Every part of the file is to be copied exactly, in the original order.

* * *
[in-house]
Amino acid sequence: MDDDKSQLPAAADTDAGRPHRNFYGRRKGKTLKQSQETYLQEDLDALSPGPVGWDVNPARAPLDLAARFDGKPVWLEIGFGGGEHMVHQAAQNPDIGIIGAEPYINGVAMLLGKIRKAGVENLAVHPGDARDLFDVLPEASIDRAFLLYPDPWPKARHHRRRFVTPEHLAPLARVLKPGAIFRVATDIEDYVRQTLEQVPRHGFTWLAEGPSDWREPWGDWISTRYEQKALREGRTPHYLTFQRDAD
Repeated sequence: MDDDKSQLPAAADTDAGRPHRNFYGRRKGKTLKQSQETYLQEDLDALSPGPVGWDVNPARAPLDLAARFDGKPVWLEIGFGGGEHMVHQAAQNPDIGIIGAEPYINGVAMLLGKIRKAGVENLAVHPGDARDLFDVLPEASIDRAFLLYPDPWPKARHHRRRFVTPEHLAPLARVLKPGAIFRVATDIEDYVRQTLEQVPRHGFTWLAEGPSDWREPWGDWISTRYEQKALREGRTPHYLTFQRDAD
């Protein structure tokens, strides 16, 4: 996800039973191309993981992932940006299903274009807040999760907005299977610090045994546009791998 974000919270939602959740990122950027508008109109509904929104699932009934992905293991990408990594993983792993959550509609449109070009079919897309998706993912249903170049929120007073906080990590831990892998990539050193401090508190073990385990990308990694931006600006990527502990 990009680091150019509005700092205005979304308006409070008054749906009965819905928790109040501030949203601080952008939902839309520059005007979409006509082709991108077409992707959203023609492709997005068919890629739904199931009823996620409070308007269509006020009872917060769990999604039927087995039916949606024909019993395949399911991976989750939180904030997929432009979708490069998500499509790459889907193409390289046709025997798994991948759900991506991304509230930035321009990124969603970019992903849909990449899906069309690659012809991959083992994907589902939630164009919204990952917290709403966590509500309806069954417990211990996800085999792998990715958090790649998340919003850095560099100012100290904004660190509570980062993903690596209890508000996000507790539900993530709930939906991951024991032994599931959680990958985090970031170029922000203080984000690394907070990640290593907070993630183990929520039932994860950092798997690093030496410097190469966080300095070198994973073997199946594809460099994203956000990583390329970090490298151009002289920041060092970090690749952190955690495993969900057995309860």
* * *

[in-house]
Amino acid sequence: MDDDKSQLPAAADTDAGRPHRNFYGRRKGKTLKQSQETYLQEDLDALSPGPVGWDVNPARAPLDLAARFDGKPVWLEIGFGGGEHMVHQAAQNPDIGIIGAEPYINGVAMLLGKIRKAGVENLAVHPGDARDLFDVLPEASIDRAFLLYPDPWPKARHHRRRFVTPEHLAPLARVLKPGAIFRVATDIEDYVRQTLEQVPRHGFTWLAEGPSDWREPWGDWISTRYEQKALREGRTPHYLTFQRDAD
Repeated sequence: MDDDKSQLPAAADTDAGRPHRNFYGRRKGKTLKQSQETYLQEDLDALSPGPVGWDVNPARAPLDLAARFDGKPVWLEIGFGGGEHMVHQAAQNPDIGIIGAEPYINGVAMLLGKIRKAGVENLAVHPGDARDLFDVLPEASIDRAFLLYPDPWPKARHHRRRFVTPEHLAPLARVLKPGAIFRVATDIEDYVRQTLEQVPRHGFTWLAEGPSDWREPWGDWISTRYEQKALREGRTPHYLTFQRDAD
């Protein structure tokens, strides 16, 4: 996800039973191309993981992932940006299903274009807040999760907005299977610090045994546009791998 974000919270939602959740990122950027508008109109509904929104699932009934992905293991990408990594993983792993959550509609449109070009079919897309998706993912249903170049929120007073906080990590831990892998990539050193401090508190073990385990990308990694931006600006990527502990 990009680091150019509005700092205005979304308006409070008054749906009965819905928790109040501030949203601080952008939902839309520059005007979409006509082709991108077409992707959203023609492709997005068919890629739904199931009823996620409070308007269509006020009872917060769990999604039927087995039916949606024909019993395949399911991976989750939180904030997929432009979708490069998500499509790459889907193409390289046709025997798994991948759900991506991304509230930035321009990124969603970019992903849909990449899906069309690659012809991959083992994907589902939630164009919204990952917290709403966590509500309806069954417990211990996800085999792998990715958090790649998340919003850095560099100012100290904004660190509570980062993903690596209890508000996000507790539900993530709930939906991951024991032994599931959680990958985090970031170029922000203080984000690394907070990640290593907070993630183990929520039932994860950092798997690093030496410097190469966080300095070198994973073997199946594809460099994203956000990583390329970090490298151009002289920041060092970090690749952190955690495993969900057995309860």